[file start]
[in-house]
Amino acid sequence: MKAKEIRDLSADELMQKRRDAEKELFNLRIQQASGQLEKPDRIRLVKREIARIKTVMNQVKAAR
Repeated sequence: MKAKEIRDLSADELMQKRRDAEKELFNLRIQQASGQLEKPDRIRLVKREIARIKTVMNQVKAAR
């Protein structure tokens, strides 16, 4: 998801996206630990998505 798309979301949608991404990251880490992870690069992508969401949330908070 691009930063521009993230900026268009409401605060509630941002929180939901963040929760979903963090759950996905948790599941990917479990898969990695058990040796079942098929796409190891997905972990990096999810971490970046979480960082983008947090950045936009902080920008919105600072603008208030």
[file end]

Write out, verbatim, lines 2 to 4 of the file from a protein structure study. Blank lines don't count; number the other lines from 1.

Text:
Amino acid sequence: MKAKEIRDLSADELMQKRRDAEKELFNLRIQQASGQLEKPDRIRLVKREIARIKTVMNQVKAAR
Repeated sequence: MKAKEIRDLSADELMQKRRDAEKELFNLRIQQASGQLEKPDRIRLVKREIARIKTVMNQVKAAR
């Protein structure tokens, strides 16, 4: 998801996206630990998505 798309979301949608991404990251880490992870690069992508969401949330908070 691009930063521009993230900026268009409401605060509630941002929180939901963040929760979903963090759950996905948790599941990917479990898969990695058990040796079942098929796409190891997905972990990096999810971490970046979480960082983008947090950045936009902080920008919105600072603008208030």